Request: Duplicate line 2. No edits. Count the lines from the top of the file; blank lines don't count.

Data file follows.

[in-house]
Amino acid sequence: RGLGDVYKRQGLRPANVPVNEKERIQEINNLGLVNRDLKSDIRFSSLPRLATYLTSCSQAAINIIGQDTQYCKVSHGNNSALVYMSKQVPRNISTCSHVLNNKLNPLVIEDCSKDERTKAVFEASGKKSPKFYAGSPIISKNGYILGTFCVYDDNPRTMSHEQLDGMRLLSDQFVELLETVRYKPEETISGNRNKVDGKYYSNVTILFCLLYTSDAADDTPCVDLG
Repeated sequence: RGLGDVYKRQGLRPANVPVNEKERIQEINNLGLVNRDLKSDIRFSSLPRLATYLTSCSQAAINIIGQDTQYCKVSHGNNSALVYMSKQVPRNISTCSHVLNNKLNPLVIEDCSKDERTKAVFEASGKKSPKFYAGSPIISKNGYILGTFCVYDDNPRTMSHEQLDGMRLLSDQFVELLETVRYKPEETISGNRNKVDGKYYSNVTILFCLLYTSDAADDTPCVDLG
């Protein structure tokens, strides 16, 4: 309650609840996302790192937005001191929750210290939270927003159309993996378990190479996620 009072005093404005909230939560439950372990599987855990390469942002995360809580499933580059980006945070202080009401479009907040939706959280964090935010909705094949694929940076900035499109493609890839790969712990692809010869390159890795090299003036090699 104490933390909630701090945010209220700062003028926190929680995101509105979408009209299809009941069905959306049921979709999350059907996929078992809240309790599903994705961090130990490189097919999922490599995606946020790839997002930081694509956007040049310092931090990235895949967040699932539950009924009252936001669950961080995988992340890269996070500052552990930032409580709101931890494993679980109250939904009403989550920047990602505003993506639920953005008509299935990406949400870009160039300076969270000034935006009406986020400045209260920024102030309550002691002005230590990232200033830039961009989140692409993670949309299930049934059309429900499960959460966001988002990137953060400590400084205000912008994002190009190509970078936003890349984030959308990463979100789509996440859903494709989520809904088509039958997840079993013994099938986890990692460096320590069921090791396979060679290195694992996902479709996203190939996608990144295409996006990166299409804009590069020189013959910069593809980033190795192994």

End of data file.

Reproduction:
Amino acid sequence: RGLGDVYKRQGLRPANVPVNEKERIQEINNLGLVNRDLKSDIRFSSLPRLATYLTSCSQAAINIIGQDTQYCKVSHGNNSALVYMSKQVPRNISTCSHVLNNKLNPLVIEDCSKDERTKAVFEASGKKSPKFYAGSPIISKNGYILGTFCVYDDNPRTMSHEQLDGMRLLSDQFVELLETVRYKPEETISGNRNKVDGKYYSNVTILFCLLYTSDAADDTPCVDLG